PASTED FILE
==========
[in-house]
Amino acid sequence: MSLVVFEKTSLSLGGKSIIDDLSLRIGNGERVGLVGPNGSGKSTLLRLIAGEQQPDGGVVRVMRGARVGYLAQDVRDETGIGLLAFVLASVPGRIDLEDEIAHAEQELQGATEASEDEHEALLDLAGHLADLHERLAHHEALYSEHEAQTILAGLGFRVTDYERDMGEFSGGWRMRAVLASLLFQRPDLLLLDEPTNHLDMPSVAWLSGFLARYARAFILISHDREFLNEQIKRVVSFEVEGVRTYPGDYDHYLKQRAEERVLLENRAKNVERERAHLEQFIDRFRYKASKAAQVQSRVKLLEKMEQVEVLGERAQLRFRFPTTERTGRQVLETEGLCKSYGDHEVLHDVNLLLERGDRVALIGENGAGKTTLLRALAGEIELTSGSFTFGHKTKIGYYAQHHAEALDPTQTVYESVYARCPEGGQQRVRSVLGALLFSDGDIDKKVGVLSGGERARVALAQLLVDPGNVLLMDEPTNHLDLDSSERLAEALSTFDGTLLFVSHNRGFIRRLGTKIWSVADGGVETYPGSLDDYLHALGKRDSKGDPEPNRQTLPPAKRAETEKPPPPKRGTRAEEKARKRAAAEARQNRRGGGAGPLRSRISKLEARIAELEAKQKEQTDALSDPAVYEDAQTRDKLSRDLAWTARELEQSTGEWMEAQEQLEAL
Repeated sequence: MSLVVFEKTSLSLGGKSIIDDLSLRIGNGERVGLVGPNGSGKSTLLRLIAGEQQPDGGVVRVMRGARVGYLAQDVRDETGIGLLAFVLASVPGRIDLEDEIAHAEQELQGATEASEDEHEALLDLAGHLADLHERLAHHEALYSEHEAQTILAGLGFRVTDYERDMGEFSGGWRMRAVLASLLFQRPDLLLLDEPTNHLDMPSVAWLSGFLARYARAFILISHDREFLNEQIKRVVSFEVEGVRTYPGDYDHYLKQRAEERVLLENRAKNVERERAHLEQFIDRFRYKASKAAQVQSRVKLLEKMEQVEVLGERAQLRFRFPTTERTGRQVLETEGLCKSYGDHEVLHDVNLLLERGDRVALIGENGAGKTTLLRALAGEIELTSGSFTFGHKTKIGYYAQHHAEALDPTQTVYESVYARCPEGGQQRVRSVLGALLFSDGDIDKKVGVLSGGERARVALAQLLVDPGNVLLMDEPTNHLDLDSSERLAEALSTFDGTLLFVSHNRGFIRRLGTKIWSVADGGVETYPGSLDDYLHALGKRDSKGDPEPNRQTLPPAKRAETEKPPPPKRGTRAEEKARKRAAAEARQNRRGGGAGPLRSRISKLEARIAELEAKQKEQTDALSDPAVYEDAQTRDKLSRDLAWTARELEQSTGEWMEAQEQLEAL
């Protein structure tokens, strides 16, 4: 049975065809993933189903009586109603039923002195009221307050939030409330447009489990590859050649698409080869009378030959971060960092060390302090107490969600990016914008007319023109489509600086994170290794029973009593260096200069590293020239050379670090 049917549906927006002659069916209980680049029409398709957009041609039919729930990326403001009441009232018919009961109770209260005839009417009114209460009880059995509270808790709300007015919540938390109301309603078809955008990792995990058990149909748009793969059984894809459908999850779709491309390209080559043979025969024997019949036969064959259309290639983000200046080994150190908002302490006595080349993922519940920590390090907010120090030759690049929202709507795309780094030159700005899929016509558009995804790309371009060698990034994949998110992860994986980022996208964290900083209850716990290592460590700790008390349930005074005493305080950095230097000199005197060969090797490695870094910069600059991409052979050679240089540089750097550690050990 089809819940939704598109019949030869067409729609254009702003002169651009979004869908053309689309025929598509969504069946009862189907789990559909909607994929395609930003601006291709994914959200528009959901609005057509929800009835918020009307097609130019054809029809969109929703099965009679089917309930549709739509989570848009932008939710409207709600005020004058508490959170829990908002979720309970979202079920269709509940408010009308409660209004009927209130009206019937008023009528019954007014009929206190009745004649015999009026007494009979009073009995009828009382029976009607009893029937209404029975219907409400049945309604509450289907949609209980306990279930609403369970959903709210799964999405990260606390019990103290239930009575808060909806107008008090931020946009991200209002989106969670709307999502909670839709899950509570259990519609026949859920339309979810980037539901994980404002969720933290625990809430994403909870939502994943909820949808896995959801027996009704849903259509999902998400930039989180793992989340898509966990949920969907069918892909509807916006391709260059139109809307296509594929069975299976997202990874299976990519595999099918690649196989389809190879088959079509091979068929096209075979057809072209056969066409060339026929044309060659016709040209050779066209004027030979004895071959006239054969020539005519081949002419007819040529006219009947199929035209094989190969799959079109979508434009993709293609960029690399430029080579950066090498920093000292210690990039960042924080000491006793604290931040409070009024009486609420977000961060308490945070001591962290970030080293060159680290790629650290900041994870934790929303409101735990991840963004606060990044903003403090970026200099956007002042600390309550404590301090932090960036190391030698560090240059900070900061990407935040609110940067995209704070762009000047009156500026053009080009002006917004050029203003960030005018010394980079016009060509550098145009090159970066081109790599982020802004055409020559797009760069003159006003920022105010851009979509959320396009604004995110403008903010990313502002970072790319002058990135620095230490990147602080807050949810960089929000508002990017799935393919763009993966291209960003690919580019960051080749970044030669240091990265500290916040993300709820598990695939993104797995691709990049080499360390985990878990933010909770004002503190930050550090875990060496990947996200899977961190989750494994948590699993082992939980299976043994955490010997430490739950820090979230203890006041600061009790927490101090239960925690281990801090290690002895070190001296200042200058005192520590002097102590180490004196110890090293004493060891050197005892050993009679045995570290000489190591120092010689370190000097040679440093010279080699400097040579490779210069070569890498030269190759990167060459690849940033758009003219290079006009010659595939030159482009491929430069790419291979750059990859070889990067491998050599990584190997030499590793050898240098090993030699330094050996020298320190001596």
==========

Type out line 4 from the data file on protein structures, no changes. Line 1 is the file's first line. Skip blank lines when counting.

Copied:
């Protein structure tokens, strides 16, 4: 049975065809993933189903009586109603039923002195009221307050939030409330447009489990590859050649698409080869009378030959971060960092060390302090107490969600990016914008007319023109489509600086994170290794029973009593260096200069590293020239050379670090 049917549906927006002659069916209980680049029409398709957009041609039919729930990326403001009441009232018919009961109770209260005839009417009114209460009880059995509270808790709300007015919540938390109301309603078809955008990792995990058990149909748009793969059984894809459908999850779709491309390209080559043979025969024997019949036969064959259309290639983000200046080994150190908002302490006595080349993922519940920590390090907010120090030759690049929202709507795309780094030159700005899929016509558009995804790309371009060698990034994949998110992860994986980022996208964290900083209850716990290592460590700790008390349930005074005493305080950095230097000199005197060969090797490695870094910069600059991409052979050679240089540089750097550690050990 089809819940939704598109019949030869067409729609254009702003002169651009979004869908053309689309025929598509969504069946009862189907789990559909909607994929395609930003601006291709994914959200528009959901609005057509929800009835918020009307097609130019054809029809969109929703099965009679089917309930549709739509989570848009932008939710409207709600005020004058508490959170829990908002979720309970979202079920269709509940408010009308409660209004009927209130009206019937008023009528019954007014009929206190009745004649015999009026007494009979009073009995009828009382029976009607009893029937209404029975219907409400049945309604509450289907949609209980306990279930609403369970959903709210799964999405990260606390019990103290239930009575808060909806107008008090931020946009991200209002989106969670709307999502909670839709899950509570259990519609026949859920339309979810980037539901994980404002969720933290625990809430994403909870939502994943909820949808896995959801027996009704849903259509999902998400930039989180793992989340898509966990949920969907069918892909509807916006391709260059139109809307296509594929069975299976997202990874299976990519595999099918690649196989389809190879088959079509091979068929096209075979057809072209056969066409060339026929044309060659016709040209050779066209004027030979004895071959006239054969020539005519081949002419007819040529006219009947199929035209094989190969799959079109979508434009993709293609960029690399430029080579950066090498920093000292210690990039960042924080000491006793604290931040409070009024009486609420977000961060308490945070001591962290970030080293060159680290790629650290900041994870934790929303409101735990991840963004606060990044903003403090970026200099956007002042600390309550404590301090932090960036190391030698560090240059900070900061990407935040609110940067995209704070762009000047009156500026053009080009002006917004050029203003960030005018010394980079016009060509550098145009090159970066081109790599982020802004055409020559797009760069003159006003920022105010851009979509959320396009604004995110403008903010990313502002970072790319002058990135620095230490990147602080807050949810960089929000508002990017799935393919763009993966291209960003690919580019960051080749970044030669240091990265500290916040993300709820598990695939993104797995691709990049080499360390985990878990933010909770004002503190930050550090875990060496990947996200899977961190989750494994948590699993082992939980299976043994955490010997430490739950820090979230203890006041600061009790927490101090239960925690281990801090290690002895070190001296200042200058005192520590002097102590180490004196110890090293004493060891050197005892050993009679045995570290000489190591120092010689370190000097040679440093010279080699400097040579490779210069070569890498030269190759990167060459690849940033758009003219290079006009010659595939030159482009491929430069790419291979750059990859070889990067491998050599990584190997030499590793050898240098090993030699330094050996020298320190001596």